29 dBA
Ambient temperature: 21°C.

Sitting idle with the CPU and system fan at 1500 and 500 RPM respectively, the system was comfortably cool with the CPU and PCH temperatures in the mid ’30s. The hard drive stabilized at a warm 42°C which is a little high for this system configuration. The overall noise produced by the machine was low, measuring 19 dBA@1m.

Despite only using a 65W processor, the load test overwhelmed the Noctua NH-L9i
cooler, forcing us to run it at full speed to keep the CPU temperature below
80°C and causing the overall noise level to jump by 9 dB. The PCH heated
up by almost 20°C due to a combination of the lack of airflow from the system
fan and the relatively inefficient power supply not ramping up its fan.

Pushing the system fan to 800 RPM provided 3°C of relief to the CPU with no measurable added noise, but this strangely made the hard drive heat up. Moving to 1100 RPM generated odd results as well, cooling down the board by a couple of degrees but reversing the previous improvement to CPU cooling. After a certain point the flow of the system fan starts to interfere with the CPU cooler.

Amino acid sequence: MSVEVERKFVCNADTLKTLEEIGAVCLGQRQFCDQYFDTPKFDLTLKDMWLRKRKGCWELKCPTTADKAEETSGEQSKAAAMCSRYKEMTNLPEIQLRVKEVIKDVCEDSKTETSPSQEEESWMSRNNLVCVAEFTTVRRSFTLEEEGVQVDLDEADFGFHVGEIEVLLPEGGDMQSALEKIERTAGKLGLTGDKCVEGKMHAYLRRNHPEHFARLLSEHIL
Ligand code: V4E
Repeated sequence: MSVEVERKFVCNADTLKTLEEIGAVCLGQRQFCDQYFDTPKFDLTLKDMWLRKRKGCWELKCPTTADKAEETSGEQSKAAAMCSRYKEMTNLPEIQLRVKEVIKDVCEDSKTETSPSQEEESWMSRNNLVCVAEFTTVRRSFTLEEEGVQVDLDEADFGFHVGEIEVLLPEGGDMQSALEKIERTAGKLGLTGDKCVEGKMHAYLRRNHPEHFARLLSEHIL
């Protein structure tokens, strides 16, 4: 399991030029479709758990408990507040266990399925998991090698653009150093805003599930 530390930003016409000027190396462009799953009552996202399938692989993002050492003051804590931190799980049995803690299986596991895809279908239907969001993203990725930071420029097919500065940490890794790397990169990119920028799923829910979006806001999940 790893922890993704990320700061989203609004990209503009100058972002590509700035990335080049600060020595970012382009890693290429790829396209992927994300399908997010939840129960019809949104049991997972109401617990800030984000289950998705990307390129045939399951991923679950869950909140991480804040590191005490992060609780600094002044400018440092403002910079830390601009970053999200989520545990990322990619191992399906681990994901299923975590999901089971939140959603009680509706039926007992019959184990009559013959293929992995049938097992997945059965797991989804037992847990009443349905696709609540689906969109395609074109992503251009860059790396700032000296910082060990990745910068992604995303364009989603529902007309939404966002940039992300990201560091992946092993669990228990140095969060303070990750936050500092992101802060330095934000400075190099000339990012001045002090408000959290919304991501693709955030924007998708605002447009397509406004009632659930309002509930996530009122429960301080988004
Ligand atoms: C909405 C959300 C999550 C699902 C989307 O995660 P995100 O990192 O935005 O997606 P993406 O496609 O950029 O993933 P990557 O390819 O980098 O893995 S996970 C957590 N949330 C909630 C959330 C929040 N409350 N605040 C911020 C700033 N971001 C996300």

At idle with low CPU and system fan speeds, the system’s acoustic character was relatively quiet and inoffensive. On load, the CPU fan became the main noise generator, drowning out all the other components. The 92 mm CPU fan running at top speed made the machine fairly noisy and the pitch was higher and somewhat grating.

Test Drive Noise Summary
1-10 (10 = no vibration)

Idle Airborne Acoustics @1m
Seagate Barracuda XT 2TB
17 dBA
Samsung F3 EcoGreen 2TB
15~16 dBA
WD Caviar SE16 320GB
18~19 dBA
WD Red 3TB
13~14 dBA

The main draw of the SR30169 is its ability to hot-swap up to four hard drives,
so we would be remiss not to test it with all the bays populated. For this purpose,
we selected a group of hard drives similar to those used in a test of the Lian
Li PC-Q18